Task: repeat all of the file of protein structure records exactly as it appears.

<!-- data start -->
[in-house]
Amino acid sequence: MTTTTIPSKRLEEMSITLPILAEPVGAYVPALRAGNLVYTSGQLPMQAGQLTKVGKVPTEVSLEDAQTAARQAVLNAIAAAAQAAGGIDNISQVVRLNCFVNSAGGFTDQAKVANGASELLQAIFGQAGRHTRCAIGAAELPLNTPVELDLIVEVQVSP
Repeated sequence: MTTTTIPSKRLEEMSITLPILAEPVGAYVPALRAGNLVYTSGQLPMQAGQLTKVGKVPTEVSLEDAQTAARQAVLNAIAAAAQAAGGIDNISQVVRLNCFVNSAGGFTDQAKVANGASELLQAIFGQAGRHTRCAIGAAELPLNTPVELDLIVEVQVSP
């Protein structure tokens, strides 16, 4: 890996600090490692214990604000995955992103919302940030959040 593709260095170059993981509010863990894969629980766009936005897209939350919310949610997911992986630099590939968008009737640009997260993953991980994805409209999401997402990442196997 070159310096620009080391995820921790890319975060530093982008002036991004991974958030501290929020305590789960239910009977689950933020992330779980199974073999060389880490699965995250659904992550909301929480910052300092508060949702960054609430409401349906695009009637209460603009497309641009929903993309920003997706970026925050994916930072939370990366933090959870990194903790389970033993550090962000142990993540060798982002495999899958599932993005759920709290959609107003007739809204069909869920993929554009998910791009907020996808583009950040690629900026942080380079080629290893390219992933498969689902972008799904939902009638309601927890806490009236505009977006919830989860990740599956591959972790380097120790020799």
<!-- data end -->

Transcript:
[in-house]
Amino acid sequence: MTTTTIPSKRLEEMSITLPILAEPVGAYVPALRAGNLVYTSGQLPMQAGQLTKVGKVPTEVSLEDAQTAARQAVLNAIAAAAQAAGGIDNISQVVRLNCFVNSAGGFTDQAKVANGASELLQAIFGQAGRHTRCAIGAAELPLNTPVELDLIVEVQVSP
Repeated sequence: MTTTTIPSKRLEEMSITLPILAEPVGAYVPALRAGNLVYTSGQLPMQAGQLTKVGKVPTEVSLEDAQTAARQAVLNAIAAAAQAAGGIDNISQVVRLNCFVNSAGGFTDQAKVANGASELLQAIFGQAGRHTRCAIGAAELPLNTPVELDLIVEVQVSP
């Protein structure tokens, strides 16, 4: 890996600090490692214990604000995955992103919302940030959040 593709260095170059993981509010863990894969629980766009936005897209939350919310949610997911992986630099590939968008009737640009997260993953991980994805409209999401997402990442196997 070159310096620009080391995820921790890319975060530093982008002036991004991974958030501290929020305590789960239910009977689950933020992330779980199974073999060389880490699965995250659904992550909301929480910052300092508060949702960054609430409401349906695009009637209460603009497309641009929903993309920003997706970026925050994916930072939370990366933090959870990194903790389970033993550090962000142990993540060798982002495999899958599932993005759920709290959609107003007739809204069909869920993929554009998910791009907020996808583009950040690629900026942080380079080629290893390219992933498969689902972008799904939902009638309601927890806490009236505009977006919830989860990740599956591959972790380097120790020799």